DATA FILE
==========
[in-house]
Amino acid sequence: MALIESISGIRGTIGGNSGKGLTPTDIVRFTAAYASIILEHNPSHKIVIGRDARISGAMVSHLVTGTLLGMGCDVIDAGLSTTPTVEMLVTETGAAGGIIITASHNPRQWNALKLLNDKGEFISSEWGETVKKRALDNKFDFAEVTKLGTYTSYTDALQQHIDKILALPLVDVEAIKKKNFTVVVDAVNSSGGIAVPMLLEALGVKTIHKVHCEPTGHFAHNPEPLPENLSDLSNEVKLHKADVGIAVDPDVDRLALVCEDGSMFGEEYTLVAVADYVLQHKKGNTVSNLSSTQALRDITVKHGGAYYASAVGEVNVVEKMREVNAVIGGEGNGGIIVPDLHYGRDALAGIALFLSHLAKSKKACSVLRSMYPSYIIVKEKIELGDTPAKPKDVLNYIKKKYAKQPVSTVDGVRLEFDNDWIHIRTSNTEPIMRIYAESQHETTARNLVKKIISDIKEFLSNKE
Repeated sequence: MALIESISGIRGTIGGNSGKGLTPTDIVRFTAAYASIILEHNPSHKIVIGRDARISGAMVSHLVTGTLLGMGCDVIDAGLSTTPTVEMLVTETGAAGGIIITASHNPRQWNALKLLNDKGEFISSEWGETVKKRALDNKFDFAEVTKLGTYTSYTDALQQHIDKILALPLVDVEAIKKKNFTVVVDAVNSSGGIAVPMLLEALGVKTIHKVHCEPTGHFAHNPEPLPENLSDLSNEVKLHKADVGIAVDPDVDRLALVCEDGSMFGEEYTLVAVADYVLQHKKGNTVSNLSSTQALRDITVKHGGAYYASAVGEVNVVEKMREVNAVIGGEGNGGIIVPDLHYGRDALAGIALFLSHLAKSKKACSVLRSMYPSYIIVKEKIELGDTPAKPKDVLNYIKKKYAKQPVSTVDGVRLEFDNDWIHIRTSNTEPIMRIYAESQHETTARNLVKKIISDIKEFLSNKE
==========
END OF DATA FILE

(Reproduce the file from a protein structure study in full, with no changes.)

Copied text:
[in-house]
Amino acid sequence: MALIESISGIRGTIGGNSGKGLTPTDIVRFTAAYASIILEHNPSHKIVIGRDARISGAMVSHLVTGTLLGMGCDVIDAGLSTTPTVEMLVTETGAAGGIIITASHNPRQWNALKLLNDKGEFISSEWGETVKKRALDNKFDFAEVTKLGTYTSYTDALQQHIDKILALPLVDVEAIKKKNFTVVVDAVNSSGGIAVPMLLEALGVKTIHKVHCEPTGHFAHNPEPLPENLSDLSNEVKLHKADVGIAVDPDVDRLALVCEDGSMFGEEYTLVAVADYVLQHKKGNTVSNLSSTQALRDITVKHGGAYYASAVGEVNVVEKMREVNAVIGGEGNGGIIVPDLHYGRDALAGIALFLSHLAKSKKACSVLRSMYPSYIIVKEKIELGDTPAKPKDVLNYIKKKYAKQPVSTVDGVRLEFDNDWIHIRTSNTEPIMRIYAESQHETTARNLVKKIISDIKEFLSNKE
Repeated sequence: MALIESISGIRGTIGGNSGKGLTPTDIVRFTAAYASIILEHNPSHKIVIGRDARISGAMVSHLVTGTLLGMGCDVIDAGLSTTPTVEMLVTETGAAGGIIITASHNPRQWNALKLLNDKGEFISSEWGETVKKRALDNKFDFAEVTKLGTYTSYTDALQQHIDKILALPLVDVEAIKKKNFTVVVDAVNSSGGIAVPMLLEALGVKTIHKVHCEPTGHFAHNPEPLPENLSDLSNEVKLHKADVGIAVDPDVDRLALVCEDGSMFGEEYTLVAVADYVLQHKKGNTVSNLSSTQALRDITVKHGGAYYASAVGEVNVVEKMREVNAVIGGEGNGGIIVPDLHYGRDALAGIALFLSHLAKSKKACSVLRSMYPSYIIVKEKIELGDTPAKPKDVLNYIKKKYAKQPVSTVDGVRLEFDNDWIHIRTSNTEPIMRIYAESQHETTARNLVKKIISDIKEFLSNKE